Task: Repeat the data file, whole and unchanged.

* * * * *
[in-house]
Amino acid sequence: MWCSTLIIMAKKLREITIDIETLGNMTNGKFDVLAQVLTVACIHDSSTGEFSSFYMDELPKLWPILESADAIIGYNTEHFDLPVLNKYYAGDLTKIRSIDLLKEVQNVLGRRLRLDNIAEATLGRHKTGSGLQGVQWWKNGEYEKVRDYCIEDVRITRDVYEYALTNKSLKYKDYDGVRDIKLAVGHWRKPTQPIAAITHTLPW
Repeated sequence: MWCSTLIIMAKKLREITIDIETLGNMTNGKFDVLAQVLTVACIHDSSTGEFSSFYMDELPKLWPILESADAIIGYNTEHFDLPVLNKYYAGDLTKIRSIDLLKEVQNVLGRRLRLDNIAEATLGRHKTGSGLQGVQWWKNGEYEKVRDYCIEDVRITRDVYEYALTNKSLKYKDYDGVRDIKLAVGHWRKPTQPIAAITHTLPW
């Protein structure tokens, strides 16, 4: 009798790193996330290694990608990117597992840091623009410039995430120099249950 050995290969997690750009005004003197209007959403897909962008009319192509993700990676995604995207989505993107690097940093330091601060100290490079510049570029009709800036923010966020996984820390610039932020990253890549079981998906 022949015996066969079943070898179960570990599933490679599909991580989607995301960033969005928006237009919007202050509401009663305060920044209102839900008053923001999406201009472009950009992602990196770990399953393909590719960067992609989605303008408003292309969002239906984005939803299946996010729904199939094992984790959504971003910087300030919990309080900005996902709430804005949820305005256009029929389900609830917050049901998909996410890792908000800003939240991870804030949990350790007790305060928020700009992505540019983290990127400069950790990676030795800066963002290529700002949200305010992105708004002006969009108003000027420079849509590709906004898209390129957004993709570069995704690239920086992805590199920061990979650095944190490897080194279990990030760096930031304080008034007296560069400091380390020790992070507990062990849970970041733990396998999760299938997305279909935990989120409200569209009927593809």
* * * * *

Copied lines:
[in-house]
Amino acid sequence: MWCSTLIIMAKKLREITIDIETLGNMTNGKFDVLAQVLTVACIHDSSTGEFSSFYMDELPKLWPILESADAIIGYNTEHFDLPVLNKYYAGDLTKIRSIDLLKEVQNVLGRRLRLDNIAEATLGRHKTGSGLQGVQWWKNGEYEKVRDYCIEDVRITRDVYEYALTNKSLKYKDYDGVRDIKLAVGHWRKPTQPIAAITHTLPW
Repeated sequence: MWCSTLIIMAKKLREITIDIETLGNMTNGKFDVLAQVLTVACIHDSSTGEFSSFYMDELPKLWPILESADAIIGYNTEHFDLPVLNKYYAGDLTKIRSIDLLKEVQNVLGRRLRLDNIAEATLGRHKTGSGLQGVQWWKNGEYEKVRDYCIEDVRITRDVYEYALTNKSLKYKDYDGVRDIKLAVGHWRKPTQPIAAITHTLPW
């Protein structure tokens, strides 16, 4: 009798790193996330290694990608990117597992840091623009410039995430120099249950 050995290969997690750009005004003197209007959403897909962008009319192509993700990676995604995207989505993107690097940093330091601060100290490079510049570029009709800036923010966020996984820390610039932020990253890549079981998906 022949015996066969079943070898179960570990599933490679599909991580989607995301960033969005928006237009919007202050509401009663305060920044209102839900008053923001999406201009472009950009992602990196770990399953393909590719960067992609989605303008408003292309969002239906984005939803299946996010729904199939094992984790959504971003910087300030919990309080900005996902709430804005949820305005256009029929389900609830917050049901998909996410890792908000800003939240991870804030949990350790007790305060928020700009992505540019983290990127400069950790990676030795800066963002290529700002949200305010992105708004002006969009108003000027420079849509590709906004898209390129957004993709570069995704690239920086992805590199920061990979650095944190490897080194279990990030760096930031304080008034007296560069400091380390020790992070507990062990849970970041733990396998999760299938997305279909935990989120409200569209009927593809």